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More than 30 retired Australian judges have united to call on a future federal government to “urgently” establish a new national integrity watchdog, ahead of Saturday’s election.

The 31 former judges have penned an open letter to Prime Minister Scott Morrison, Labor leader Albanese, Greens leader Adam Bandt, One Nation leader Pauline Hanson, United Australia Party founder Clive Palmer and “all Australian political leaders”, calling on them to introduce a national integrity commission in the next parliament.

“We are retired judges who believe that a national integrity commission is urgently needed to fill the gaps in our integrity system and restore trust in our political processes,” the letter reads.

A group of prominent legal figures have called for a federal anti-corruption commission.
A group of prominent legal figures have called for a federal anti-corruption commission. (Getty)

“Despite recent criticisms of anti-corruption commissions, the widely accepted case for a well-designed national integrity commission remains impregnable.”

The group of former judges is mainly made up of former QCs and includes former judge of the High Court of Australia Mary Gaudron QC, former judge of the Supreme Court of WA and of the Federal Court of Australia Michael Barker QC and former judge of the Victorian Court of Appeal John Batt AM.

The letter insists Australia’s existing federal bodies “lack the necessary jurisdiction, powers and know-how to investigate properly the impartiality and bona-fides of decisions made by, and conduct of, the federal government and public sector”.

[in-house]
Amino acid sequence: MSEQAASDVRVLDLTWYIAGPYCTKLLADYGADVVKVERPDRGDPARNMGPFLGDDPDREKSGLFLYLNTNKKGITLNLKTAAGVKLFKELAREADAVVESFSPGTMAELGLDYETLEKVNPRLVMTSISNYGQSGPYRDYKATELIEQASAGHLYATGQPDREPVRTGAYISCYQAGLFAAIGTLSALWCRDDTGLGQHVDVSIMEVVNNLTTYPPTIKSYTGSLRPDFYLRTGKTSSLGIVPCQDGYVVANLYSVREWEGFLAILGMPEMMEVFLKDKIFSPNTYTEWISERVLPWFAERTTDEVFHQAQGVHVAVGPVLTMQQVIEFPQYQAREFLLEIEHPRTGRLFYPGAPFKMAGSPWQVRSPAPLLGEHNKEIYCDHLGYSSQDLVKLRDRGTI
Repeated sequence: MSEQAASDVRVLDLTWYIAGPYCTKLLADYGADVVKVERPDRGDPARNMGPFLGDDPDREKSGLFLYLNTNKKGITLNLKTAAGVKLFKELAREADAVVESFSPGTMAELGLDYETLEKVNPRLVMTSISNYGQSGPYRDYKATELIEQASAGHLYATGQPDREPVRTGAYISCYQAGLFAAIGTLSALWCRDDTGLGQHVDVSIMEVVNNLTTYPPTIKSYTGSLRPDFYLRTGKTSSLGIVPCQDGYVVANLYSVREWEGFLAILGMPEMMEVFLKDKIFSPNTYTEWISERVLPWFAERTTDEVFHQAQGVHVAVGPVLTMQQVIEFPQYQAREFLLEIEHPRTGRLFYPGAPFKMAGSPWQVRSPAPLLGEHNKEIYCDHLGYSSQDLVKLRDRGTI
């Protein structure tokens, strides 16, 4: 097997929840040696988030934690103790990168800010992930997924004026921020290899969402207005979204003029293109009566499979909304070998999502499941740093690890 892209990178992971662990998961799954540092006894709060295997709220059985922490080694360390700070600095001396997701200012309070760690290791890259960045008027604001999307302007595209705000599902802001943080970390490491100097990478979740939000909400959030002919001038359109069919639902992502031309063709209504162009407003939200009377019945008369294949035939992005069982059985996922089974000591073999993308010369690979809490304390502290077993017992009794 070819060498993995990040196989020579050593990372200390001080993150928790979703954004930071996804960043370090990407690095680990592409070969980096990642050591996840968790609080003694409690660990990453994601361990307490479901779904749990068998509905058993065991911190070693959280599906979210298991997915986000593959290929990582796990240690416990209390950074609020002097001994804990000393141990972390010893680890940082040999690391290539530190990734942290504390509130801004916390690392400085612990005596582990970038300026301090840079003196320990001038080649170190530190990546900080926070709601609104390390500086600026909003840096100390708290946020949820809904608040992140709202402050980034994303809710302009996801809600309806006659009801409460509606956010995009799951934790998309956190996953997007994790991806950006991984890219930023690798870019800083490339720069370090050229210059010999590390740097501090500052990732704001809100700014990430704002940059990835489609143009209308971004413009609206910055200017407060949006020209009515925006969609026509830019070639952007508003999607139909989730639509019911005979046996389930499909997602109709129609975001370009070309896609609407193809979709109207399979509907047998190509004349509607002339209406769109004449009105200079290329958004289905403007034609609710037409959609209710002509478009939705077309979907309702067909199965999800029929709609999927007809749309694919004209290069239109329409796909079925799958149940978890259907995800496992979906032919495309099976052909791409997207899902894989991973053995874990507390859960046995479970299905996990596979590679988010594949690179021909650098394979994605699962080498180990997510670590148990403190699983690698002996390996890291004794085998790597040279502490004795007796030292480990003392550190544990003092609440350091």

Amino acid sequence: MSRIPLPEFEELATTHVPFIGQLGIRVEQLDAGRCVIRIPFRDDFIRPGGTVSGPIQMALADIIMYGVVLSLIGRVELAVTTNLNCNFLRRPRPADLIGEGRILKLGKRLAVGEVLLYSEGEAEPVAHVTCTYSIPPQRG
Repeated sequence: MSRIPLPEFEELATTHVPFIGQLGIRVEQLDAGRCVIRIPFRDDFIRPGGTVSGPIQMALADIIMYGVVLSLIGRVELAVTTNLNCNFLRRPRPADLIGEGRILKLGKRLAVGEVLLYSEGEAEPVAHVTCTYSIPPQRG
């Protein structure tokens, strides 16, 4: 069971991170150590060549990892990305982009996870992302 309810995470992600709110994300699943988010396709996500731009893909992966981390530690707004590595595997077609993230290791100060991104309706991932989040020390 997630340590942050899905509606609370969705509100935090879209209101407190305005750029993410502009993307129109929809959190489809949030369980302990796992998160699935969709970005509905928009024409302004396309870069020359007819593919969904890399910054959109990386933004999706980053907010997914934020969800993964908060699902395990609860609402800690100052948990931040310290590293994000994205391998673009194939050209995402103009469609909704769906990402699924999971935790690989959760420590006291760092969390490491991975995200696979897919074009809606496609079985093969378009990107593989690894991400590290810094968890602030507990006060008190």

“Without the commission we envisage, the right of Australians to have their taxes employed for the maximum national advantage will not always prevail over the corrupt exercise of power,” it states.

The open letter to Australian political leaders calling for a federal integrity commission. (Supplied)
Former High Court Judge, Mary Gaudron, pictured in 2006, is part of the alliance making the call. (Sydney Morning Herald)

When asked about the letter while campaigning in the marginal Victorian seat of Corangamite this morning, Morrison appeared to brush off the judges’ calls.

“It’s a free country. I express opinions on judges myself and on courts from time to time,” he said.

“I’m happy for them to make their contribution.”

However, he said the government would press ahead with its own plan for an integrity watchdog.

Morrison has proposed to create a Commonwealth integrity commission that could hold public hearings for inquiries into police or public officials, but not politicians, if he is re-elected.

The proposed commission would not be allowed to launch its own investigations or act on tips from the public.

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Morrison has previously said his promise to create a federal anti-corruption commission in 2018 did not eventuate because Labor did not support the Coalition’s model.

It would be able to hold public hearings, launch its own investigations, act on public tips, issue public findings of corruption, Albanese has said.

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